Future Therapeutics (P Miller, Section Editor)

Current Osteoporosis Reports

, Volume 10, Issue 1, pp 73-79

First online:

Inhibition of Cathepsin K for Treatment of Osteoporosis

  • Steven BoonenAffiliated withLeuven University Division of Geriatric Medicine and Centre for Metabolic Bone Diseases Email author 
  • , Elizabeth RosenbergAffiliated withMerck Sharp & Dohme Corp.
  • , Frank ClaessensAffiliated withLeuven University Department of Molecular Cell Biology
  • , Dirk VanderschuerenAffiliated withLeuven University Department of Andrology and Endocrinology
  • , Socrates PapapoulosAffiliated withLeiden University Medical Center

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Cathepsin K is the protease that is primarily responsible for the degradation of bone matrix by osteoclasts. Inhibitors of cathepsin K are in development for treatment of osteoporosis. Currently available antiresorptive drugs interfere with osteoclast function. They inhibit both bone resorption and formation, due to the coupling between these processes. Cathepsin K inhibitors, conversely, target the resorption process itself and may not interfere with osteoclast stimulation of bone formation. In fact, when cathepsin K is absent or inhibited in mice, rabbits, or monkeys, bone formation is maintained or increased. In humans, inhibition of cathepsin K is associated with sustained reductions in bone resorption markers but with smaller and transient reductions in bone formation markers. The usefulness of cathepsin K inhibitors in osteoporosis is now being examined in phase 2 and phase 3 clinical trials of postmenopausal osteoporotic women.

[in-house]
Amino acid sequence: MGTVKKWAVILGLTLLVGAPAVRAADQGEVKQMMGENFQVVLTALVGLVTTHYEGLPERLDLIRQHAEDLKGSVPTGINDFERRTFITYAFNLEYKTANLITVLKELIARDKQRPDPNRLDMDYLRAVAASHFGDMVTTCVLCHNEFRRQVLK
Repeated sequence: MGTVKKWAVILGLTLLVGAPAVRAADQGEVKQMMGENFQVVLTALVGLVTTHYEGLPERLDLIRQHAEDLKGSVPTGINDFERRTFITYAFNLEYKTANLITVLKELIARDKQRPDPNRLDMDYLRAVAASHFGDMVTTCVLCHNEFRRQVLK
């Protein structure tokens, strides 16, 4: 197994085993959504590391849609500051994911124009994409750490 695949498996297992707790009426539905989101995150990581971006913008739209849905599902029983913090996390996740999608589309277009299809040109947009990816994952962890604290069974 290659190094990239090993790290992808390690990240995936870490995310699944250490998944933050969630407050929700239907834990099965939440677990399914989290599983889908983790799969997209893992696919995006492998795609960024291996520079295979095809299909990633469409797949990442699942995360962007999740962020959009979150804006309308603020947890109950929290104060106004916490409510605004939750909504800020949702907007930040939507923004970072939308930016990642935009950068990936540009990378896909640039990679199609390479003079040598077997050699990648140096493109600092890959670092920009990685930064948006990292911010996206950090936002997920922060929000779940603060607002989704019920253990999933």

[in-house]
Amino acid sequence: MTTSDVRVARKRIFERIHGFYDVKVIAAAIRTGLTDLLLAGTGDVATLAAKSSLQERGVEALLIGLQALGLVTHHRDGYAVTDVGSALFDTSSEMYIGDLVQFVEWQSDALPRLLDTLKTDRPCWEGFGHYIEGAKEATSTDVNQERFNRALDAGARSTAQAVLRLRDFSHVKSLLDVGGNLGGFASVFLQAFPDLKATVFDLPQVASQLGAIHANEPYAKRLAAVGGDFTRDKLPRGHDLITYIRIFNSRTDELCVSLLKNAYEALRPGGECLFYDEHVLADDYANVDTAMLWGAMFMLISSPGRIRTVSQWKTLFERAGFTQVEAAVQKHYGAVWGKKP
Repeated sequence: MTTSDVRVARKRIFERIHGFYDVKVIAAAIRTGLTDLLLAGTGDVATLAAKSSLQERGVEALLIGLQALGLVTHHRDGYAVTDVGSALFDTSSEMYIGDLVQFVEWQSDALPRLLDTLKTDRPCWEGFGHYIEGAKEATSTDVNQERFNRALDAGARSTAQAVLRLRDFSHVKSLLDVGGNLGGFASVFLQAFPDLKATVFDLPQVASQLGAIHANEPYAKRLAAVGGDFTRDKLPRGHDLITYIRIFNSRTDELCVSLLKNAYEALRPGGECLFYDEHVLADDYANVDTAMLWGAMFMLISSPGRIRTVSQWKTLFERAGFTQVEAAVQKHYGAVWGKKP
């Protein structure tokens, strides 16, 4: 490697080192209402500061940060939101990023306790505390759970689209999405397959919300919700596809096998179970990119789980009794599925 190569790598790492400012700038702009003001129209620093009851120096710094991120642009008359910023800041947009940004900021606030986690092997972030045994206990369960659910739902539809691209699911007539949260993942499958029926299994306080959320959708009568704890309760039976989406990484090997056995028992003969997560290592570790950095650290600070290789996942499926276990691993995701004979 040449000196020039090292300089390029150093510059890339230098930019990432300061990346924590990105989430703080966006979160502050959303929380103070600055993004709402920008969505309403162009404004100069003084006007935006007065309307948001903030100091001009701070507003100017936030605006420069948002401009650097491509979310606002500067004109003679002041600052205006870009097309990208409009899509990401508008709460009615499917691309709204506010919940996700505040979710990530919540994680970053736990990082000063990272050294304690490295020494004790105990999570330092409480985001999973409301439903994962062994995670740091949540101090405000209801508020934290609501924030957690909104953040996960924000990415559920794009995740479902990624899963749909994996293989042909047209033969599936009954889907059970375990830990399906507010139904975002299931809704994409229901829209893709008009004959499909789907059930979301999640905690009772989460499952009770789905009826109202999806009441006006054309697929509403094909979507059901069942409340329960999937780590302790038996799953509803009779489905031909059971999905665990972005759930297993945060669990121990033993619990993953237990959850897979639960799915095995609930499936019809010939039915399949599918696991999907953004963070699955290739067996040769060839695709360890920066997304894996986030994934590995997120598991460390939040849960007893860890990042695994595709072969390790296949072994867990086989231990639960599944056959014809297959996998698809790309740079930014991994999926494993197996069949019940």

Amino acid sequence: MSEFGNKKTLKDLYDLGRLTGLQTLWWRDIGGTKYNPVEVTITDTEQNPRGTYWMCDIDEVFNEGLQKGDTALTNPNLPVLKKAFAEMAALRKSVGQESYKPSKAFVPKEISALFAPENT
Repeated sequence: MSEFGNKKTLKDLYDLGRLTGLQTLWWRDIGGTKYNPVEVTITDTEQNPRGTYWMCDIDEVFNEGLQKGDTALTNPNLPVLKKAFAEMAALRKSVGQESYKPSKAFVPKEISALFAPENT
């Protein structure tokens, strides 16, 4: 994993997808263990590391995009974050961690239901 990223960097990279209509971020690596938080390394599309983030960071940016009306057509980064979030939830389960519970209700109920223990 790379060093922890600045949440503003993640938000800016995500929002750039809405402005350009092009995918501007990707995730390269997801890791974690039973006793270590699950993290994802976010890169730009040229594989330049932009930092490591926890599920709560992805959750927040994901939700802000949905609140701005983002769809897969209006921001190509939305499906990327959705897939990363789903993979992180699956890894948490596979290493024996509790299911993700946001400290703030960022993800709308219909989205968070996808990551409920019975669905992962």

Cathepsin K inhibition Osteoporosis